Rep. John Maher (R-Allegheny), Majority Chair of the House Environmental Resources and Energy Committee, is showing his support for clean water in Pennsylvania with the introduction of House Bill 1737 which would allow operators of some waste-to-energy plants in the Commonwealth to run programs offering free and safe disposal of pharmaceuticals, thereby preventing the contamination of surface and drinking waters.
The Chesapeake Bay Foundation supports House Bill 1737 and urges passage of this legislation.
Scientists are finding that pharmaceuticals and their by-products are found not only in our rivers and streams, but in treated drinking water as well.
An investigation by the Associated Press in 2008, found a total of 56 pharmaceuticals or byproducts - antibiotics, pain relievers, and heart, mind, and veterinary drugs - in the City of Philadelphia’s drinking water.
There’s no reason to believe that this is isolated to Philadelphia.
In fact, small quantities of drugs, including antibiotics, sex hormones, and anti-seizure compounds, were detected in public drinking water supplied to over 40 million Americans across the country.
Private wells, which may also harbor pharmaceuticals, often receive limited to no treatment before consumption.
While 70 percent of all antibiotics are used are for agriculture and animal husbandry, the U.S. Geological Survey found that within the lower Susquehanna River Basin that the greatest source of pharmaceuticals in the rivers and streams is sewage treatment plants.
While treatment plants may remove 95 to 98 percent of pharmaceuticals from sewage, low concentrations are still active biologically. No one treatment method can currently remove all pharmaceuticals.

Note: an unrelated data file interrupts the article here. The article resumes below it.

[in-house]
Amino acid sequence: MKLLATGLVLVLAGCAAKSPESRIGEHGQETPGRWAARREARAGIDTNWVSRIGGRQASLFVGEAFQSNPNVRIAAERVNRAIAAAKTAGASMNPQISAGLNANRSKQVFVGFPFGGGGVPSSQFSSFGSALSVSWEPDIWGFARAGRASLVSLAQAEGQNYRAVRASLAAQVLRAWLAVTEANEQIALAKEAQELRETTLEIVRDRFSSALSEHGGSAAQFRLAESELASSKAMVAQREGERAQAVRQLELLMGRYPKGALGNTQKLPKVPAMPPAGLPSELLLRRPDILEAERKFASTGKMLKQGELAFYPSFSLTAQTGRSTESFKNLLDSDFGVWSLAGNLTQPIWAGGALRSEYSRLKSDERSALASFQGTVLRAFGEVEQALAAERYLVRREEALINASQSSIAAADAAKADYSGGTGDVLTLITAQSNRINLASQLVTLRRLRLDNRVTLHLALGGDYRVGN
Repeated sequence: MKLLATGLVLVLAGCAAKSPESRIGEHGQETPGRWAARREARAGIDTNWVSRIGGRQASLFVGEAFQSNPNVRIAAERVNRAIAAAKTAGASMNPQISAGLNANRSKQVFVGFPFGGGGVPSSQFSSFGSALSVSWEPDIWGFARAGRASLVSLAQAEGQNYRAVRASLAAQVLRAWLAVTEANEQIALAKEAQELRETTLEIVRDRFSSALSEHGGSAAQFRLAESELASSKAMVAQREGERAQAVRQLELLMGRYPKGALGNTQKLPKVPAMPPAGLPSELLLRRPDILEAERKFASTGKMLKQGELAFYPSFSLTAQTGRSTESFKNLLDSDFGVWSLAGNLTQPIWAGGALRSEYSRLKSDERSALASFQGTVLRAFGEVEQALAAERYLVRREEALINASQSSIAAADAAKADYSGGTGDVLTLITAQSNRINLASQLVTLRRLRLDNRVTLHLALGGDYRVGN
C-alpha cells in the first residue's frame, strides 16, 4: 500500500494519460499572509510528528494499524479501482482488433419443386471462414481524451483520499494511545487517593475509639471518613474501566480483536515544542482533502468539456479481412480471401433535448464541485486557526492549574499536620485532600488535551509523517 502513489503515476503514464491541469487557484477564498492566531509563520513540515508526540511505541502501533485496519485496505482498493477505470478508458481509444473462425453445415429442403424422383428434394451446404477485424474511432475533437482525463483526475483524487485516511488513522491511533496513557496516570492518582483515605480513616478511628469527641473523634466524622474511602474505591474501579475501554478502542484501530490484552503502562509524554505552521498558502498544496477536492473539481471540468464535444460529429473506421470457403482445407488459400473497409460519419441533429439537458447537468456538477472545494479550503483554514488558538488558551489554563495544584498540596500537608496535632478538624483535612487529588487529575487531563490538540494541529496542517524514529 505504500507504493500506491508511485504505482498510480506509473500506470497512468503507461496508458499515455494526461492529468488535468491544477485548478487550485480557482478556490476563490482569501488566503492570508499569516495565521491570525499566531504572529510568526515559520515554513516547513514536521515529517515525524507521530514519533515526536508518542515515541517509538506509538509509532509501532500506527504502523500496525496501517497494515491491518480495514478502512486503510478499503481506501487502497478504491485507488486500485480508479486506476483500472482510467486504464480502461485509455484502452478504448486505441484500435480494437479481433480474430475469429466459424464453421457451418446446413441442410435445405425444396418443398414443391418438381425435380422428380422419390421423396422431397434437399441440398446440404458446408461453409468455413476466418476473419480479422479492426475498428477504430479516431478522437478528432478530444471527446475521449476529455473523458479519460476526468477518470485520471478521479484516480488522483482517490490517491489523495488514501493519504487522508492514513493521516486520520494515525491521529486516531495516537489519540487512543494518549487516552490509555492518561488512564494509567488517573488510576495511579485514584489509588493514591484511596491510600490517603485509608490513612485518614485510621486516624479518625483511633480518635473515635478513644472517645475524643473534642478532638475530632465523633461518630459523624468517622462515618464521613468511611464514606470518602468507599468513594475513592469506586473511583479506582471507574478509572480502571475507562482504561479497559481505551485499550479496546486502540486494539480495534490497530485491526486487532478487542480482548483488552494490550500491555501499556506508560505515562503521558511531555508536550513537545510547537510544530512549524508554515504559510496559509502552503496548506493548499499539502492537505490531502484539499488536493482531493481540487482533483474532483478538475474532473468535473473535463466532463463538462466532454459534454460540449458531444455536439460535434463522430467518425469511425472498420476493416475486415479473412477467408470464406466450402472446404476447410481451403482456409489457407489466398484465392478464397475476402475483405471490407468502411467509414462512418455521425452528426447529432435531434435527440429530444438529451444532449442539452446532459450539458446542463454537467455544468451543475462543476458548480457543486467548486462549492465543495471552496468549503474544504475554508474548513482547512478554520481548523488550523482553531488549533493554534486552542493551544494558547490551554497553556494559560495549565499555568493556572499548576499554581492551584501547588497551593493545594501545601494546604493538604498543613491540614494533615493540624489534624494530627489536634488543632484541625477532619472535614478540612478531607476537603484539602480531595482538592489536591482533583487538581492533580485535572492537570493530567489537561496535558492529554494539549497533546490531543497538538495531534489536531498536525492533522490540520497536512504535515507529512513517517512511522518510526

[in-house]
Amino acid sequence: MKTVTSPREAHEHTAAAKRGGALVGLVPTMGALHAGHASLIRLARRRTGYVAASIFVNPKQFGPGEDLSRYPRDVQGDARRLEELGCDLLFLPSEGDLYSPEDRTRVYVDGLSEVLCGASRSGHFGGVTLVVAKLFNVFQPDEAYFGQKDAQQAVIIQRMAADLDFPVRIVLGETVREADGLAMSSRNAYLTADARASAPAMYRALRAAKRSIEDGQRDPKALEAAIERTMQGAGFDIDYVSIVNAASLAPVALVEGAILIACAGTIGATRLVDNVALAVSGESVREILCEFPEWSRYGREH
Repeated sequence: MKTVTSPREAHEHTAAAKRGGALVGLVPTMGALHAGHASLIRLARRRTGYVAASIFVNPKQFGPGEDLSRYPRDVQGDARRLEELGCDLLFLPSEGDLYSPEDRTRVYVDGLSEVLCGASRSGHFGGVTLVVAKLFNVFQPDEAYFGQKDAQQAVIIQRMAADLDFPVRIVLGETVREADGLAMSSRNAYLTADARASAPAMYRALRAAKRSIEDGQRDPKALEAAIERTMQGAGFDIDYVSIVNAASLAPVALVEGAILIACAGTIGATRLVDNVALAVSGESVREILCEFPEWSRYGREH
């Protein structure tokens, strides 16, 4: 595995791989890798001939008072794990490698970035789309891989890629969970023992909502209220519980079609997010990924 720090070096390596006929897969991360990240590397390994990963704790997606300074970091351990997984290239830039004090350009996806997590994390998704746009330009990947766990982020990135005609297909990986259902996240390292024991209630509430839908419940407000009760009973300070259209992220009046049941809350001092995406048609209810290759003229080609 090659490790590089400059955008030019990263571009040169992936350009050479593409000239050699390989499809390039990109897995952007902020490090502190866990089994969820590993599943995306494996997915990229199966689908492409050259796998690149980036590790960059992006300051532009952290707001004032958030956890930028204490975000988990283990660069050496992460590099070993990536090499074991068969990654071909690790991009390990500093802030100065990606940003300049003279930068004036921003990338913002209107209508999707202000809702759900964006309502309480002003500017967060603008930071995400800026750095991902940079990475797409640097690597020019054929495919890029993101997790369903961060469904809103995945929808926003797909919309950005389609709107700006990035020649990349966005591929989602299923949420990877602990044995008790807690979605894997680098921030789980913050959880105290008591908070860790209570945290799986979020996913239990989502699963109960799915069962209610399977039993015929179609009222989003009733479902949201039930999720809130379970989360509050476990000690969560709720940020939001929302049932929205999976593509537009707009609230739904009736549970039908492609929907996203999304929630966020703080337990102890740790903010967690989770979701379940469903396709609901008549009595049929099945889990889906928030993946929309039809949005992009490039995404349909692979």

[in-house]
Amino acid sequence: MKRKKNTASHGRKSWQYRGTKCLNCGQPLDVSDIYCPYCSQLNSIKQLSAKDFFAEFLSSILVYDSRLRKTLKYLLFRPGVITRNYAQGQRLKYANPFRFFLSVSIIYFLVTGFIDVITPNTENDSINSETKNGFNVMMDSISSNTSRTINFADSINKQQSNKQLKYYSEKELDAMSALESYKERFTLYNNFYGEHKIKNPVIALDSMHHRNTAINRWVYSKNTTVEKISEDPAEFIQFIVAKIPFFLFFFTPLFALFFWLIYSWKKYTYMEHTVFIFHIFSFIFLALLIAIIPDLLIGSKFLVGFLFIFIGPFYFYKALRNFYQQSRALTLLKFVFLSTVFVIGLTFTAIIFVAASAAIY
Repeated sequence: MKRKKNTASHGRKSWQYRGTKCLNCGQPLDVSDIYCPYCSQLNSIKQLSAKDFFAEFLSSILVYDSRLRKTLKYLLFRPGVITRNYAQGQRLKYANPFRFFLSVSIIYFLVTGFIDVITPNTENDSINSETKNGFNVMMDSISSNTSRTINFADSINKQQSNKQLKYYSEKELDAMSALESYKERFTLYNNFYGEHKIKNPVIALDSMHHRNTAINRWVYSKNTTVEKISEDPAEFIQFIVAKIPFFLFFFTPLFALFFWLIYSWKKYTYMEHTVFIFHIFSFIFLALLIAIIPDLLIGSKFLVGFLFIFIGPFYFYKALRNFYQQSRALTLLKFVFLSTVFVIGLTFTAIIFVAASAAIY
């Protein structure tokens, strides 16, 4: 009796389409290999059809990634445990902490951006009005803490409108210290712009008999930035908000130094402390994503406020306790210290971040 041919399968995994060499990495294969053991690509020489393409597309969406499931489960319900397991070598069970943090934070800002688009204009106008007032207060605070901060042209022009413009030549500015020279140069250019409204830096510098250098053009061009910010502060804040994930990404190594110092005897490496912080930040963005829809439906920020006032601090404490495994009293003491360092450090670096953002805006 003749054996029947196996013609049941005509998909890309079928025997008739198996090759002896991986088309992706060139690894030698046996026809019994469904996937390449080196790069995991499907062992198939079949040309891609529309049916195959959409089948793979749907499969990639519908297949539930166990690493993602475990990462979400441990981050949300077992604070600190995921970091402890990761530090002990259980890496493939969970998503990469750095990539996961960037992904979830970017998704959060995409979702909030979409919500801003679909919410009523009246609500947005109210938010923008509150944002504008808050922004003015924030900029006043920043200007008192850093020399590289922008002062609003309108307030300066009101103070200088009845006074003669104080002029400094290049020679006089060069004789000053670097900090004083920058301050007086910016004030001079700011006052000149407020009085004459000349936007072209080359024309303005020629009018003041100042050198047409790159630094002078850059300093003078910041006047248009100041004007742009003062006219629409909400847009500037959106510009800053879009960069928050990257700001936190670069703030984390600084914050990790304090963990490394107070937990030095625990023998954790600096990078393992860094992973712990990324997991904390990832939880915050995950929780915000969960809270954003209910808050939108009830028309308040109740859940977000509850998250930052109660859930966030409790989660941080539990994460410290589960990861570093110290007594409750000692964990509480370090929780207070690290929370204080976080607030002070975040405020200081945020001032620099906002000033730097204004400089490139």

Pharmaceutical collection events are cost-effective, excellent ways to reduce these hazards. However, under Act 190 of 1996, pharmaceuticals collected by such safe disposal programs are defined as hazardous waste and therefore they cannot be sent for destruction at Pennsylvania waste to energy facilities.
House Bill 1737 will amend Act 190 to enable Pennsylvania’s waste-to-energy facilities to provide an important step in the destruction of pharmaceuticals and thus, help to protect our precious water supplies and rivers and streams.
Covanta Energy operates 5 waste-to-energy facilities in Pennsylvania in Dauphin, Delaware, Lancaster, Montgomery and York counties. Covanta also developed the Rx4Safety Program to provide for safe destruction of unused, unwanted prescription drugs.
For more information on Pennsylvania and Chesapeake Bay issues, visit the CBF-Pennsylvania webpage. Click Here to sign up for regular updates from CBF-PA (bottom of left panel).
Related Stories:(Note: Crisci Associates represents both Covanta Energy and the Chesapeake Bay Foundation-PA.)